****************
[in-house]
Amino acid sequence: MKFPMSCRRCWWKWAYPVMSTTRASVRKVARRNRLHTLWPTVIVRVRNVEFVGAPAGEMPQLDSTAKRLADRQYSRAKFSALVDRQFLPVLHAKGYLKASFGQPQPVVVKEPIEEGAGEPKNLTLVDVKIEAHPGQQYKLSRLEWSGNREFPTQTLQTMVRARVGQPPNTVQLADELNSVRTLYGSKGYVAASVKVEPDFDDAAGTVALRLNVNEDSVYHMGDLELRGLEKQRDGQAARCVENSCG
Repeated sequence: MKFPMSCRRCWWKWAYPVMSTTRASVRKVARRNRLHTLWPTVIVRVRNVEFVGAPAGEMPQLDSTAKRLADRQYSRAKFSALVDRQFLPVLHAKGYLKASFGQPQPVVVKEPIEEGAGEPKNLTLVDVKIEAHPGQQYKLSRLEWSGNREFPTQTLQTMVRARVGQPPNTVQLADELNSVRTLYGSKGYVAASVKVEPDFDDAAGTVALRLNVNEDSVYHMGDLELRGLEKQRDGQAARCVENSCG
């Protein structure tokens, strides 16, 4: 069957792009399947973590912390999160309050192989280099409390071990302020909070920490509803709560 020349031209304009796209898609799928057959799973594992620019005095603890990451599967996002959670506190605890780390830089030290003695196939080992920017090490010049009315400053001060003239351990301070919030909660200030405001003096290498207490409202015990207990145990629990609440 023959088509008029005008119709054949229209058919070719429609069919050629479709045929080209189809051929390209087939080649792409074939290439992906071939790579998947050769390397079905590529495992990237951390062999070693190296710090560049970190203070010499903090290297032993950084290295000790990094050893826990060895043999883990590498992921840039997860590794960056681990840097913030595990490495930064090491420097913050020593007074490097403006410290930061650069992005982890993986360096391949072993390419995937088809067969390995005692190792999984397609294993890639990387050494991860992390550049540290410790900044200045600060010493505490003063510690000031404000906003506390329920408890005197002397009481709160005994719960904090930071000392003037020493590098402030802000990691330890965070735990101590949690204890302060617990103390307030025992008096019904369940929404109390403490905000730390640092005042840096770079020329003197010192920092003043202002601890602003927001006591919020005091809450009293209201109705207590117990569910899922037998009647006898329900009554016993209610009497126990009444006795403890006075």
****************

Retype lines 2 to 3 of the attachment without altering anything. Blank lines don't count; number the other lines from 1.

Amino acid sequence: MKFPMSCRRCWWKWAYPVMSTTRASVRKVARRNRLHTLWPTVIVRVRNVEFVGAPAGEMPQLDSTAKRLADRQYSRAKFSALVDRQFLPVLHAKGYLKASFGQPQPVVVKEPIEEGAGEPKNLTLVDVKIEAHPGQQYKLSRLEWSGNREFPTQTLQTMVRARVGQPPNTVQLADELNSVRTLYGSKGYVAASVKVEPDFDDAAGTVALRLNVNEDSVYHMGDLELRGLEKQRDGQAARCVENSCG
Repeated sequence: MKFPMSCRRCWWKWAYPVMSTTRASVRKVARRNRLHTLWPTVIVRVRNVEFVGAPAGEMPQLDSTAKRLADRQYSRAKFSALVDRQFLPVLHAKGYLKASFGQPQPVVVKEPIEEGAGEPKNLTLVDVKIEAHPGQQYKLSRLEWSGNREFPTQTLQTMVRARVGQPPNTVQLADELNSVRTLYGSKGYVAASVKVEPDFDDAAGTVALRLNVNEDSVYHMGDLELRGLEKQRDGQAARCVENSCG